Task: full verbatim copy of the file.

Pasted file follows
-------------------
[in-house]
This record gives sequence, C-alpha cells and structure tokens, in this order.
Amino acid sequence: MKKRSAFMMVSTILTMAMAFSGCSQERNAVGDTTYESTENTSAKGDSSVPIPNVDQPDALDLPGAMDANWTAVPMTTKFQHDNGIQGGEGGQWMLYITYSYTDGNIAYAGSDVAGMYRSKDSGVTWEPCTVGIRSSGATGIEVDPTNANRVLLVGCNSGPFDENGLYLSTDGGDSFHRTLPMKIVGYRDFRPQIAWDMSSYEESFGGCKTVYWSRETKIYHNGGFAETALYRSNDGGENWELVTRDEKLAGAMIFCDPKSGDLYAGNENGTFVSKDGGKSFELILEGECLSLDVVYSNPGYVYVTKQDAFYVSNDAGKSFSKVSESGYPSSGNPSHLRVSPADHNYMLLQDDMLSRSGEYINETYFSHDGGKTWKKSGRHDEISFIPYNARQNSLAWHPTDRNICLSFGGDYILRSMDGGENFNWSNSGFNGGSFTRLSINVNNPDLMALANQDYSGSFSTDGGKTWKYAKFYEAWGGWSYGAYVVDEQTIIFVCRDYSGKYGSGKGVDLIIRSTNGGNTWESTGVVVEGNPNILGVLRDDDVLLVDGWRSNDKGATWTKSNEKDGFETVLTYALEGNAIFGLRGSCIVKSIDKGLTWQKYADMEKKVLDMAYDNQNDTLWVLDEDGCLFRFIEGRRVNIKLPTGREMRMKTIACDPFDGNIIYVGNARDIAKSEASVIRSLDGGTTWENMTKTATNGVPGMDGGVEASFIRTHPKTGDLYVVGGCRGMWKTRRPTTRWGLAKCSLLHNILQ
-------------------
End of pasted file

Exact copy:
[in-house]
This record gives sequence, C-alpha cells and structure tokens, in this order.
Amino acid sequence: MKKRSAFMMVSTILTMAMAFSGCSQERNAVGDTTYESTENTSAKGDSSVPIPNVDQPDALDLPGAMDANWTAVPMTTKFQHDNGIQGGEGGQWMLYITYSYTDGNIAYAGSDVAGMYRSKDSGVTWEPCTVGIRSSGATGIEVDPTNANRVLLVGCNSGPFDENGLYLSTDGGDSFHRTLPMKIVGYRDFRPQIAWDMSSYEESFGGCKTVYWSRETKIYHNGGFAETALYRSNDGGENWELVTRDEKLAGAMIFCDPKSGDLYAGNENGTFVSKDGGKSFELILEGECLSLDVVYSNPGYVYVTKQDAFYVSNDAGKSFSKVSESGYPSSGNPSHLRVSPADHNYMLLQDDMLSRSGEYINETYFSHDGGKTWKKSGRHDEISFIPYNARQNSLAWHPTDRNICLSFGGDYILRSMDGGENFNWSNSGFNGGSFTRLSINVNNPDLMALANQDYSGSFSTDGGKTWKYAKFYEAWGGWSYGAYVVDEQTIIFVCRDYSGKYGSGKGVDLIIRSTNGGNTWESTGVVVEGNPNILGVLRDDDVLLVDGWRSNDKGATWTKSNEKDGFETVLTYALEGNAIFGLRGSCIVKSIDKGLTWQKYADMEKKVLDMAYDNQNDTLWVLDEDGCLFRFIEGRRVNIKLPTGREMRMKTIACDPFDGNIIYVGNARDIAKSEASVIRSLDGGTTWENMTKTATNGVPGMDGGVEASFIRTHPKTGDLYVVGGCRGMWKTRRPTTRWGLAKCSLLHNILQ